With IT asset management (ITAM) now considered part of ITIL 4 best practice, this article helps with a process that might not be considered as a core software asset management (SAM) capability, but should absolutely be in place if your organization wants to make best use of the valuable asset data at its disposal – the Software Support and Maintenance Review process.
The review of the value delivered by support and maintenance contracts should be instigated off the back of any software contract renewal. Because these support and maintenance costs can add a substantial levy to the cost of software – and thus an examination of its worth to the business should be a built-in step to any decision relating to software vendor contract renewal.
The Objectives of Software Support and Maintenance Review
The primary objectives are:
- To assess the value received from vendor support and maintenance offered on software titles that have entered a contract renewal phase.
- To undertake a benefits analysis of the support and maintenance contract in relation to the IT strategy of the company.
With a secondary objective: To communicate the support and maintenance review findings to the contract renewal team. And an assumption: That the data required to support this process is retrievable from the IT service desk tool.
The Software Support and Maintenance Review Process Function-Step Overview
|1.10||Gather service desk data. The contract renewal team should reach out to the Service Desk Manager to gather support call data relating to the software titles covered by a contract currently due for renewal.|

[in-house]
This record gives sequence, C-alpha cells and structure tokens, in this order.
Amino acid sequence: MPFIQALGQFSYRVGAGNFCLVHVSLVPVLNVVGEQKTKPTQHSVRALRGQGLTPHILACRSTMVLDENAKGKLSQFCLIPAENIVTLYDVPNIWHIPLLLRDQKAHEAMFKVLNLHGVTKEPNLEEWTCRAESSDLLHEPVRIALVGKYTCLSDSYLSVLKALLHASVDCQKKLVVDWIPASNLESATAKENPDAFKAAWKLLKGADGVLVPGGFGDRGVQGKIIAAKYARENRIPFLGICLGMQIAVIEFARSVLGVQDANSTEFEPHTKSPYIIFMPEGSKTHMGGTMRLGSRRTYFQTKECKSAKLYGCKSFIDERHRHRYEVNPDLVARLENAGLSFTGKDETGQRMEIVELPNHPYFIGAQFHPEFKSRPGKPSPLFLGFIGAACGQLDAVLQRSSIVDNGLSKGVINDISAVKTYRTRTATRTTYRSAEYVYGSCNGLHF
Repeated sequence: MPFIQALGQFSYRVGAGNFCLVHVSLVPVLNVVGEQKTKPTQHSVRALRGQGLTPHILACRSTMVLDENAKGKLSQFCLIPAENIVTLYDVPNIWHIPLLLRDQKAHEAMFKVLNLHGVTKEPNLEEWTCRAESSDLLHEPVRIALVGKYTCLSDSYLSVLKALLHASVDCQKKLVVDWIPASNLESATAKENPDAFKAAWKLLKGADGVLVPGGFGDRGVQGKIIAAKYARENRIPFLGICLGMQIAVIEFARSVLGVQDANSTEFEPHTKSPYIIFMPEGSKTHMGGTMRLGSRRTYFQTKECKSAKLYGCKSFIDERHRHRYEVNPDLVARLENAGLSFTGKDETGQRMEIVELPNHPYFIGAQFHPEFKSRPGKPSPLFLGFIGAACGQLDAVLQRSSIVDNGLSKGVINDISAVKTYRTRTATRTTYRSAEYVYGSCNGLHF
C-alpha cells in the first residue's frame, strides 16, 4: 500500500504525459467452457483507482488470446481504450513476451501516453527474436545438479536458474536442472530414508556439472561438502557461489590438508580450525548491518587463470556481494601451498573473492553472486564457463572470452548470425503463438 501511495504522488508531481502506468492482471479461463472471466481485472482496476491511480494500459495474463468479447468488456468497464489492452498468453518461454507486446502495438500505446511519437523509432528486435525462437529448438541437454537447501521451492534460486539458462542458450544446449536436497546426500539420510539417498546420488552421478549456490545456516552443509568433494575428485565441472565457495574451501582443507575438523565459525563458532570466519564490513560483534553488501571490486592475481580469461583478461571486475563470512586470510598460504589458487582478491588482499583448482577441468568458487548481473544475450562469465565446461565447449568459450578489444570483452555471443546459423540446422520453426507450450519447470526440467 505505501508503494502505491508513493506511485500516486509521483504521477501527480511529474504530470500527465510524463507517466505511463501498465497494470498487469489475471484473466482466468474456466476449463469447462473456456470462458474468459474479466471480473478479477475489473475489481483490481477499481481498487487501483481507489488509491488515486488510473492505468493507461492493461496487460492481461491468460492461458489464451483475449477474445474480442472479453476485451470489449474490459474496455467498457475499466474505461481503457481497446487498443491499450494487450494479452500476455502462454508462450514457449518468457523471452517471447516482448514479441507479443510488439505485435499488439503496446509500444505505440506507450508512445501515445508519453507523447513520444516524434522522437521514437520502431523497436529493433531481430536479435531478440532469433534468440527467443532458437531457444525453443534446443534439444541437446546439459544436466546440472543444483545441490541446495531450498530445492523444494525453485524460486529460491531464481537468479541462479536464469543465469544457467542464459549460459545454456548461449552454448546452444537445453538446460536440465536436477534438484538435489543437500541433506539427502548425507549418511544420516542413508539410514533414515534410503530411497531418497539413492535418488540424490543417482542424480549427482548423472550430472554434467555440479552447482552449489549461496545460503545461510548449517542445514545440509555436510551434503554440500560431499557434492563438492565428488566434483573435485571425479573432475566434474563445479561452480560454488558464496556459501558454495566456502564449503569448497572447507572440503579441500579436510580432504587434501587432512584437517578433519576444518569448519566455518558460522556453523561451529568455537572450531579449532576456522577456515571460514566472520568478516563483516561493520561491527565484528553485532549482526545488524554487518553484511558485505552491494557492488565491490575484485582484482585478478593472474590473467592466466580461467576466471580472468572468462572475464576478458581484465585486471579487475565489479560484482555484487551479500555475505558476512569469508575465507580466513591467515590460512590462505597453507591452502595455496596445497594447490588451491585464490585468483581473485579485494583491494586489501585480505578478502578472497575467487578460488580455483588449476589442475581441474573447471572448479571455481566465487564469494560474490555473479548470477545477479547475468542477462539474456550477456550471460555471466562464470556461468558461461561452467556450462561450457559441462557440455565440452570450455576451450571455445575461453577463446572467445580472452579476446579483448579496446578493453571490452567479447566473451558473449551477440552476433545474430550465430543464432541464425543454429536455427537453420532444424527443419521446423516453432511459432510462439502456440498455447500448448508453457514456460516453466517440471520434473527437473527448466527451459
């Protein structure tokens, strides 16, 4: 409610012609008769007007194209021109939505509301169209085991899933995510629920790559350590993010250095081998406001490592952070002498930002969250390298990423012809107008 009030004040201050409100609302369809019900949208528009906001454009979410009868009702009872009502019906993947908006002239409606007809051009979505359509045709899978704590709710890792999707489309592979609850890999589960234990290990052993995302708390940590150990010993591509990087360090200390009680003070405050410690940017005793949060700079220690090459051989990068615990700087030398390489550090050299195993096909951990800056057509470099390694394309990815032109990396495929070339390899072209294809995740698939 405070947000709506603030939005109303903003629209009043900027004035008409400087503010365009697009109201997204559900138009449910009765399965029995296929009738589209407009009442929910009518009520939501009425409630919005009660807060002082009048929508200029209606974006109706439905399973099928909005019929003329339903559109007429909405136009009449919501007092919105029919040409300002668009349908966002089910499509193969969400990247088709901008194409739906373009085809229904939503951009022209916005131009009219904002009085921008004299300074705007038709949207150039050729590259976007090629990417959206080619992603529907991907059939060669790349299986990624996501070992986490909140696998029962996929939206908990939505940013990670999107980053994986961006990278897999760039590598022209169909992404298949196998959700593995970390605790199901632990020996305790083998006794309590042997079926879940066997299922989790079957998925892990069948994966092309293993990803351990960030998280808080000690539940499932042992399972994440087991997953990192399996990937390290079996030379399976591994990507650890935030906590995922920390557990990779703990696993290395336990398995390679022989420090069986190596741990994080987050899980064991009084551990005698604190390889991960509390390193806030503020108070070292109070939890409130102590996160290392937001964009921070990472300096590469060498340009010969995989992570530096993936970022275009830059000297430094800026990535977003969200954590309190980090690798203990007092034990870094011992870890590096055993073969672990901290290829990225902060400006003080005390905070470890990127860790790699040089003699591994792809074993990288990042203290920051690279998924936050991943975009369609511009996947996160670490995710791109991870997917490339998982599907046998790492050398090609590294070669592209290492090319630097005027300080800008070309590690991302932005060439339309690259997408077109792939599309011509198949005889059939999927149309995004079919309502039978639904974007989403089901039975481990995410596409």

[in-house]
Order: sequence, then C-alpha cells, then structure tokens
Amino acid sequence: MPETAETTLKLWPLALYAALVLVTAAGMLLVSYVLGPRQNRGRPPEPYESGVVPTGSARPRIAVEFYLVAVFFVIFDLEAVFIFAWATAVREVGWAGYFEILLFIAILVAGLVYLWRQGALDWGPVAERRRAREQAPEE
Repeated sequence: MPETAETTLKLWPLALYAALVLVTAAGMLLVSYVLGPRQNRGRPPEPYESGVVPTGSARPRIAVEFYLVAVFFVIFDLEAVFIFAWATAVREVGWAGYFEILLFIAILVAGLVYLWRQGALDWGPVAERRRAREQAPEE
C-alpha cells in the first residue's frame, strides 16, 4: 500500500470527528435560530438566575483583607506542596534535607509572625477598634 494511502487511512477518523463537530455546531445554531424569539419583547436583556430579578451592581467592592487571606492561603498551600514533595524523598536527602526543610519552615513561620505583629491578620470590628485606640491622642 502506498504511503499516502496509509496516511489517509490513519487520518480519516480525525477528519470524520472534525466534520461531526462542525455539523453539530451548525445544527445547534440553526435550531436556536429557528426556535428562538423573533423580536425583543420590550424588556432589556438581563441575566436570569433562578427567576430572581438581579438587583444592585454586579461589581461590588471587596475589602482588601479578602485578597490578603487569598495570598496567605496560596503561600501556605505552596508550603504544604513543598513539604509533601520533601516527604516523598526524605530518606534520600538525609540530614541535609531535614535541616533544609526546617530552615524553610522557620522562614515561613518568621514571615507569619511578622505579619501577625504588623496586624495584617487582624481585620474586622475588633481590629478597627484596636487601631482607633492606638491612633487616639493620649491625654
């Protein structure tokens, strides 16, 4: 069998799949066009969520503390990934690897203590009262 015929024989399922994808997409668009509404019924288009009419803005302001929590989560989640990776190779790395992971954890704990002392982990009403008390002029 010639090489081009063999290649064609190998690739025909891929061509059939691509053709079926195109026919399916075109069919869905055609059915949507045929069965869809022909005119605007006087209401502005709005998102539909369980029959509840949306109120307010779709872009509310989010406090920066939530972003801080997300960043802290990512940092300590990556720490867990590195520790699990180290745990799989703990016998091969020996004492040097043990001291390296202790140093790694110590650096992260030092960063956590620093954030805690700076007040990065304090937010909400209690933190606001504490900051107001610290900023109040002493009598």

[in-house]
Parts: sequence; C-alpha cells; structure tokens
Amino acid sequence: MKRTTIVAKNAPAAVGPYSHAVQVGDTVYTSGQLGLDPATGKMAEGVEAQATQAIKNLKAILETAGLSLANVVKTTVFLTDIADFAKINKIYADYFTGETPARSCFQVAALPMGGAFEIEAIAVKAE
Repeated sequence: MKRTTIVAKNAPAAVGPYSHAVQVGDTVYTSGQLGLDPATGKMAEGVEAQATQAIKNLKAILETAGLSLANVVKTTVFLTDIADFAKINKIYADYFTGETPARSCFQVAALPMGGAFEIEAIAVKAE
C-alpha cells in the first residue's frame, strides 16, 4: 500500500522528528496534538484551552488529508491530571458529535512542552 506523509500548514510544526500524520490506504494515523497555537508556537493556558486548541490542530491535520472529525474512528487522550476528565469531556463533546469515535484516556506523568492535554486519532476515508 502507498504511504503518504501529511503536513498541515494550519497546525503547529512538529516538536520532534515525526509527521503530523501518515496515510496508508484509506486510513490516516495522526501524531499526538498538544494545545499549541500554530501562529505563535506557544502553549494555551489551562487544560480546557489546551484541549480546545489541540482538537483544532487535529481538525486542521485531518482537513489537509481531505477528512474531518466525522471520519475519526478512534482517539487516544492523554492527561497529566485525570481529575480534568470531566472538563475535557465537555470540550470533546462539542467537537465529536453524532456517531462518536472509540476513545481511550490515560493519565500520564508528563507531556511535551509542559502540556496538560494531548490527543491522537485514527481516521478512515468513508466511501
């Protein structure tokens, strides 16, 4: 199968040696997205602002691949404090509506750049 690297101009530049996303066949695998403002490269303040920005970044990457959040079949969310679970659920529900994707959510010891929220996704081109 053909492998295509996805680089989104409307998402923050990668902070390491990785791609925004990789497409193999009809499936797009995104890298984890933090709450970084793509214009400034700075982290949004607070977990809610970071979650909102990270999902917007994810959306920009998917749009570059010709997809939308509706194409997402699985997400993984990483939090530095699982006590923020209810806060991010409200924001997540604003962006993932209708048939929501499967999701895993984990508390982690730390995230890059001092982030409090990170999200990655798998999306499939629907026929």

|1.20||Plot support calls. The Service Desk Manager should then seek to plot that data in a graph akin to the diagram below (Figure 1) Undoubtedly styles and layout will vary as regards preferences, but if you can offer a breakdown of support calls answered at the varying levels of support, then this offers invaluable intelligence to the contract renewal team. The very simple Excel spreadsheet that was used to generate Figure 1 is available here.|
|1.30||Determine the acceptable call-spread for your organization. Having plotted the support calls as per the graph in Figure 1, the subjective task of determining the acceptable call-spread for your company has to take place. You might be more forgiving for newer titles, as these will not have received as many hotfixes and patches to plug potential vulnerabilities. Conversely, for more mature titles, you might expect to see fewer overall calls logged due to the stability such titles should demonstrate.|
One aspect that should be evident from such analysis is the potential burden that these titles place on your company. Let’s not forget that software is installed to facilitate end users to do their jobs, not to hinder a company in its productivity. A further benefit of such analysis to the Service Desk Manager is that they can see at a glance where the greatest load is being borne for that software vendor, and so can direct training resources accordingly.